How To Get Grass Stains Off Sneakers Properly So Your Kicks Remain Looking Fresh

Spring is almost here and I seriously can't wait to wear my favorite ensemble: dresses and sneakers. But with plants growing in full force again, it might be time to learn how to get grass stains off sneakers. Believe me, my pair of Converse have been through a lot, but every season I manage to keep them clean and slick before putting them away. Why? Because I learned exactly how to remove them properly.

I remember when I bought a brand new pair of white vans in high school and on the first day of wearing them, I got them completely covered in grass stains. Why did I run through grass? Because it was either get my shoes dirty or get detention. So I chose to sacrifice my shoes. Yes, I was a pretty good kid.

After that day, I researched how to get grass stains out of my sneakers and since then, have used the same routine of removing those horrible stains every spring/summer season. Like most stains, it takes real dedication to get them out, but thankfully grass stains aren't that difficult to get rid of if you use the right tools and solutions.

In case you find yourself with inevitable grass stains on your shoes, learn how to remove them with these techniques below. You will need:

A Toothbrush

Colgate Extra Clean Toothbrush, $5, Amazon

Make sure you have a toothbrush to scrub down all the creases and corners of your shoe. Using the bristles will help make sure the stains are thoroughly scrubbed out. I usually just use an old toothbrush.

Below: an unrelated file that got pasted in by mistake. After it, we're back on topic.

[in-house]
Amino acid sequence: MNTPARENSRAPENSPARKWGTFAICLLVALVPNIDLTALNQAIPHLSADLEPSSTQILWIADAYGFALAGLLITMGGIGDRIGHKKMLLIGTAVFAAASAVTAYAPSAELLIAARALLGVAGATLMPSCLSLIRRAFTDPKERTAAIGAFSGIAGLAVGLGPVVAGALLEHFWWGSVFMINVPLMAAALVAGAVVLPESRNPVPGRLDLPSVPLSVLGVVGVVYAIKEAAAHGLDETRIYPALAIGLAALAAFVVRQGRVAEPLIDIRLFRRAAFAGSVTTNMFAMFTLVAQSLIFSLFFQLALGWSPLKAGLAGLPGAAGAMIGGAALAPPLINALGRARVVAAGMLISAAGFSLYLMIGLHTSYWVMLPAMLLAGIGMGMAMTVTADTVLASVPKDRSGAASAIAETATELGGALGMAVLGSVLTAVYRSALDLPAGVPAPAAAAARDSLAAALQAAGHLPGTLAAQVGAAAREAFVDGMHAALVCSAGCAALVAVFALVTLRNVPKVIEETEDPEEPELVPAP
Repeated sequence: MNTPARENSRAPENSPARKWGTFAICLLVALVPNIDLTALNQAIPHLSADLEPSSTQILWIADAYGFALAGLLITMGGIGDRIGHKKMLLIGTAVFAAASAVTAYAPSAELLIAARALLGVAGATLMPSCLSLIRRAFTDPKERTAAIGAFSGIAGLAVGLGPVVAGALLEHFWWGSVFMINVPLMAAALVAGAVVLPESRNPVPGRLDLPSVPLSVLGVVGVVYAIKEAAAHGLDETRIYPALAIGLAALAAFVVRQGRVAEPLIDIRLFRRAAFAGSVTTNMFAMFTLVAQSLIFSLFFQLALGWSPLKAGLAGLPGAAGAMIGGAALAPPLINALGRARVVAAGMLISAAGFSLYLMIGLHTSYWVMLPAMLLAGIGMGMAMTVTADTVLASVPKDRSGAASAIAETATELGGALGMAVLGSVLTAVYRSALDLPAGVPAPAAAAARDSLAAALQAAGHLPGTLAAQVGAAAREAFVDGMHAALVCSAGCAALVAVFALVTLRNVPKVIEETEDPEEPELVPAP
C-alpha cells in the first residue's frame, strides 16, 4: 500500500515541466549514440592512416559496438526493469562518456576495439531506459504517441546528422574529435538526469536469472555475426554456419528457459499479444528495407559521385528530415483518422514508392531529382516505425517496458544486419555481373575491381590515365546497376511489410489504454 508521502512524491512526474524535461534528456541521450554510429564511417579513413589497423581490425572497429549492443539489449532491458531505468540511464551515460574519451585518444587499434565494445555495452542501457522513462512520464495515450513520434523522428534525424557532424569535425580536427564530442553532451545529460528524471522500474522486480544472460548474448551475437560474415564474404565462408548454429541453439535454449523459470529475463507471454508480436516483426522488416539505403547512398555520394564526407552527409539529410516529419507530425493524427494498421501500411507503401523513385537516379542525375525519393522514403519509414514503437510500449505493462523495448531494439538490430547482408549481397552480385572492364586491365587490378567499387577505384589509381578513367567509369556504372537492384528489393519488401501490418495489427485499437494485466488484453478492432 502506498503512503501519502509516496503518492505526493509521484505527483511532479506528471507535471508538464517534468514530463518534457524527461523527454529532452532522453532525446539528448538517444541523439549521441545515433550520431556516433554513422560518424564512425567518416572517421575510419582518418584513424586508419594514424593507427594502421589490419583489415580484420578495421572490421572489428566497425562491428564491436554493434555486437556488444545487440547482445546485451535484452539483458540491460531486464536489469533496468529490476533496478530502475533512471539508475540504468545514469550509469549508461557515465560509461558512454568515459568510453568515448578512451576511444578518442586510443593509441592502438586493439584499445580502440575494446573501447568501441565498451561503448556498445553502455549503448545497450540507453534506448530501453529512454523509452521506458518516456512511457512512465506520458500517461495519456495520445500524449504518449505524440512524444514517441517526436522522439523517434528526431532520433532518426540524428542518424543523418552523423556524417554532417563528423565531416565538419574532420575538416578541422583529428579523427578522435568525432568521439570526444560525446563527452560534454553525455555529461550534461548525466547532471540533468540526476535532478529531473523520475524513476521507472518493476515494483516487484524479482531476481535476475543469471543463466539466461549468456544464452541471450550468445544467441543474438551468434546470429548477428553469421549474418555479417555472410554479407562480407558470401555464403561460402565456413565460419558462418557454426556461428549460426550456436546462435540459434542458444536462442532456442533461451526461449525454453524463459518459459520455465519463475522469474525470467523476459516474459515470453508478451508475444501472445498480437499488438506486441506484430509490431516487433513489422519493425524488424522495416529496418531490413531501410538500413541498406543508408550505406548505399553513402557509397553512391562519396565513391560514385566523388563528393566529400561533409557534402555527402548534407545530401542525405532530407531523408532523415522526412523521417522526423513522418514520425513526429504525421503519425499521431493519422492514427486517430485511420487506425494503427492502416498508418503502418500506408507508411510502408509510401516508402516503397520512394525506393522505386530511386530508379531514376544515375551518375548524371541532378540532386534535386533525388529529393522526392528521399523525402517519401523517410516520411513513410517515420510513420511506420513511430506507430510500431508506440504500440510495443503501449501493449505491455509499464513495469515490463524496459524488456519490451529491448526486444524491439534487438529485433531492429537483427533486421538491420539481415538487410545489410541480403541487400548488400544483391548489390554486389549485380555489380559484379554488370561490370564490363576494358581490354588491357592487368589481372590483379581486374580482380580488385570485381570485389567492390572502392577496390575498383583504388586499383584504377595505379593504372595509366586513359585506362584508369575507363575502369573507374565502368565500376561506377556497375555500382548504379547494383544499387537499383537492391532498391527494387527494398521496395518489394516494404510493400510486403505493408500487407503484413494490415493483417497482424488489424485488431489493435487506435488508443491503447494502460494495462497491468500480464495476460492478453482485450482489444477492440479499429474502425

A Washcloth

Tranquility Washcloths, $13, Bed Bath & Beyond

It's always a good idea to have a washcloth handy to wipe away the stains once you scrub them all out. Any old washcloth should get the job done.

A Bucket

Sterilite 5 Quart Handy Pail, $2, Usplastic

Instead of using my sink, I'll usually just wash my shoes in a plastic bucket. It's easier for me to use and clean up after I'm done removing the stains. When I'm done, I'll throw in the dryer for a bit or let them air dry.

As far as cleaning solutions go, you can choose from the following:

Vinegar

Heinz Distilled White Vinegar, $3, Amazon

Vinegar and water is probably my favorite to use when removing the stains from my sneakers. The solution is natural and easy to work with when you have to scrub for a while. It's super safe and really efficient. I like to pour a little bit of it on my sneakers over my bucket and then scrub through. I'll also put some vinegar in a cup and dip my toothbrush in it, then I'll go back and forth in scrubbing. I'll also use my washcloth in between as well.

Laundry Detergent

Tide Plus Bleach Detergent, $13, Amazon

You can use the above technique, but instead of vinegar, use regular laundry detergent. A lot of people recommend using laundry detergent with bleach and certain enzymes to remove the stain. Simply Good Stuff said, "Usually it is the ones with a color safe bleach or regular bleach that prove to be most effective with stains caused by grass and other plants."

Quick N' Brite Cleaner

Quick n Brite Cleaner 64 Oz. Liquid, $30, Quicknbrite

Although I haven't personally used this type of cleaner, Simply Good Stuff said Quick n Brite "goes to work quickly to break apart this type of organic staining so that it is easily removed." I'm almost convinced to go buy a bottle of the solution to clean my sneakers, as they also explain that it works well on pretty much any type of material and that it's really simple to use.

Water And Dish Soap

Dawn Ultra Original Scent Dishwashing Liquid, $3, Target

And of course, if everything else doesn't sound appealing to you, you can always use regular water and dish soap to remove your grass stains.

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Images: Courtesy of Brands; Pixabay (1)